"Admittedly this is not the answer to all health care problems, but it is a solid, just and necessary step along the way to universal health care."
"Corporations need to take care of their workers and not continue to pass on these expenses to the taxpayer! Add some pennies to your prices and deduct some from your profits - do the right thing!"
"This bill is a win-win for us. If large outside chains decide to leave rather than comply, smaller local businesses will be able to move into the void."
"If you can offer free health care to non-citizens then you MUST take care of our own citizens!!! Send the illegal aliens home and the money that is saved could pay for our own citizens. That is if the big tax cuts don't backrupt us first."
Wednesday, May 3, 2006
WFP For Perkins
"He’s a proven legislator who has been fearless in tackling the problems our community faces," said WFP leader Ramona McFarlan.
Thursday, April 27, 2006
Weh-hell, It Looks Like New York Dems ARE Relevant, After All!Democrats Look to Clinton and Spitzer for Help in Winning HouseInteresting. Let's see how this works:
April 21 (Bloomberg) -- The Democrats' prospects for winning control of the U.S. House of Representatives in November may rest with two high-powered New York politicians who aren't even running for seats: Hillary Rodham Clinton and Eliot Spitzer.
Clinton, who's likely to win easy re-election to the Senate, and Spitzer, the state attorney general who is leading in polls to become the next governor, might help the Democrats pick up as many as six New York congressional seats -- more than one-third of the 15 they need nationally to gain a House majority.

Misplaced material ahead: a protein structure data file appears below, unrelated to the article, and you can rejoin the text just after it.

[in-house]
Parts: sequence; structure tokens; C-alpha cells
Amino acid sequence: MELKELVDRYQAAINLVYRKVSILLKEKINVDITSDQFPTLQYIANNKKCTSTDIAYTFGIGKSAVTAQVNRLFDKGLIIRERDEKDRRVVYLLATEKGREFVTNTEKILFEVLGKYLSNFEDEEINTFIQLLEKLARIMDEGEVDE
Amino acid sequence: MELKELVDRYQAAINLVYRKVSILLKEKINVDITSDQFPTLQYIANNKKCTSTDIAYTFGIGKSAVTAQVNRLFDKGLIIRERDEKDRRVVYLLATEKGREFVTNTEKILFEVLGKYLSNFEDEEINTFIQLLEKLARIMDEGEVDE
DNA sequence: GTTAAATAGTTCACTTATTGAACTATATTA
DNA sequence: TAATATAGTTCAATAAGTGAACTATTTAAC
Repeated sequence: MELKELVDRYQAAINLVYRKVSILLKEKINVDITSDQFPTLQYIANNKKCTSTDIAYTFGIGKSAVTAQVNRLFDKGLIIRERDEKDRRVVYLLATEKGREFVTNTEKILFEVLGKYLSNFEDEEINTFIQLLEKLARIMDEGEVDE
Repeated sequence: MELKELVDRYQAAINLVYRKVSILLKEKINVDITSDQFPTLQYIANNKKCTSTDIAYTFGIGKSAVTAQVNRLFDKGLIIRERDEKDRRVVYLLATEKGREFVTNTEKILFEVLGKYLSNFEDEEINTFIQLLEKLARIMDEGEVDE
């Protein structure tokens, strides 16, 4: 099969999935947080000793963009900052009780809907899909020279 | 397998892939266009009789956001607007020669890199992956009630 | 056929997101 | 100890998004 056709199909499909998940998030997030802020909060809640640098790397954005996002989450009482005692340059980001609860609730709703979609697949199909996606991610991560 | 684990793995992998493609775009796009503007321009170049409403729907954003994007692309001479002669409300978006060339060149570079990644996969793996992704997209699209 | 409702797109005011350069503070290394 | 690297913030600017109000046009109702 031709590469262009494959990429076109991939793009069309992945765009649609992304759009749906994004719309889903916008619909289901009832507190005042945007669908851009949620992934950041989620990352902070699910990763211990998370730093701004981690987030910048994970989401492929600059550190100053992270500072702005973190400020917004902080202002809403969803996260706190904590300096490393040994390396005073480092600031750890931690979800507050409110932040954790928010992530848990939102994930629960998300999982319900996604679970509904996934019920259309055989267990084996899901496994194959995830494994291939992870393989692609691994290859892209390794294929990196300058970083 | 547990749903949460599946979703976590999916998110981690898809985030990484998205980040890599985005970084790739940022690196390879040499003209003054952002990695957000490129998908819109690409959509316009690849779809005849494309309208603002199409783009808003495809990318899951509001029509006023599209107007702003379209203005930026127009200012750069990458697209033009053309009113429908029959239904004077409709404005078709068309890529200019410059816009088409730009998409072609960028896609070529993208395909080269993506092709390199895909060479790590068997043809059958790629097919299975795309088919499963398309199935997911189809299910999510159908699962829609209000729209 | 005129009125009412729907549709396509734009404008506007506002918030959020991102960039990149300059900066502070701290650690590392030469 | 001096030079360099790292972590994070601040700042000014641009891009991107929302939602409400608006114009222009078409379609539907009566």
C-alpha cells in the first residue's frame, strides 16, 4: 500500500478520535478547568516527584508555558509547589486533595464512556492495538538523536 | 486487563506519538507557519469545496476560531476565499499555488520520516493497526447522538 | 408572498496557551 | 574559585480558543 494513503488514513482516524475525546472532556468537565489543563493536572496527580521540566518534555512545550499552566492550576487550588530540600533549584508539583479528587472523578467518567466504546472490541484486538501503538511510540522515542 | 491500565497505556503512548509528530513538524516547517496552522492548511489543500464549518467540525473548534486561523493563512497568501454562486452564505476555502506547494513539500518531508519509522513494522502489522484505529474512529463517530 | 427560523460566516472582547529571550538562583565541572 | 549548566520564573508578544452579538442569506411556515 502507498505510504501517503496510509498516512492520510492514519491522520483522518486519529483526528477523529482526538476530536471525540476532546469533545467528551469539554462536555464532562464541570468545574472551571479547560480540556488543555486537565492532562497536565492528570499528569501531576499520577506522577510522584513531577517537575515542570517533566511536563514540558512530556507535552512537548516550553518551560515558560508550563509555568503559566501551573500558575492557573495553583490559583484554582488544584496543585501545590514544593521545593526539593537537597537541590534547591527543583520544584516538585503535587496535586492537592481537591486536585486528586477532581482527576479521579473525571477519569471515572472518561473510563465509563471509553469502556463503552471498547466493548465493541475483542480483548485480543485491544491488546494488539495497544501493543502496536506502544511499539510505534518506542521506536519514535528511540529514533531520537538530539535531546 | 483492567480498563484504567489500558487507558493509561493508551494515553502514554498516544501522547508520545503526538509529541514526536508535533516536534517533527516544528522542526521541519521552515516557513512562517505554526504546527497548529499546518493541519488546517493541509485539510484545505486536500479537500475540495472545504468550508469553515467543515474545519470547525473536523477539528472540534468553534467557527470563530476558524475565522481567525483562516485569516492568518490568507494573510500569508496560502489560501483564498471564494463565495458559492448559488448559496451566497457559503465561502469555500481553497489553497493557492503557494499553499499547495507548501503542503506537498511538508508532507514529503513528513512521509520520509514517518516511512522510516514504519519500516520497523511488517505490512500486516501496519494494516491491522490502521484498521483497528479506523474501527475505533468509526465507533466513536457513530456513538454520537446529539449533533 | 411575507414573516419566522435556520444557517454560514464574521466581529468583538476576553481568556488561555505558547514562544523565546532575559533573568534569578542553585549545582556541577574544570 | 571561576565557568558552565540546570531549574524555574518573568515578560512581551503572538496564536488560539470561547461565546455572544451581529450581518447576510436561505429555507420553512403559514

The two are so strong politically that they may lift Democratic candidates across the state, said Lee Miringoff, director of the Institute for Public Opinion at Marist College in Poughkeepsie. Spitzer, 46, led potential Republican candidates by margins ranging from 18 to 66 percentage points in a Qunnipiac University poll last month; a Marist poll earlier this year found that 54 percent of New Yorkers ``definitely'' plan to vote for Clinton, 58.
"It could turn into a Democratic year in New York, which might then have an impact on down-ballot races for Congress,'' Miringoff said.House Democratic candidates such as Kirsten Gillibrand are campaigning on the theme that their Republican opponents are too closely tied to President George W. Bush's policies.Now, Boehlert has already announced he will not seek re-election. He's been in Congress for 24 years now, and one imagines that, as a moderate Republican, he's probably had enough of the nonsense that passes for a legislative agenda.
Gillibrand is seeking the Democratic nomination in New York's 20th District to challenge four-term incumbent Republican Representative John Sweeney.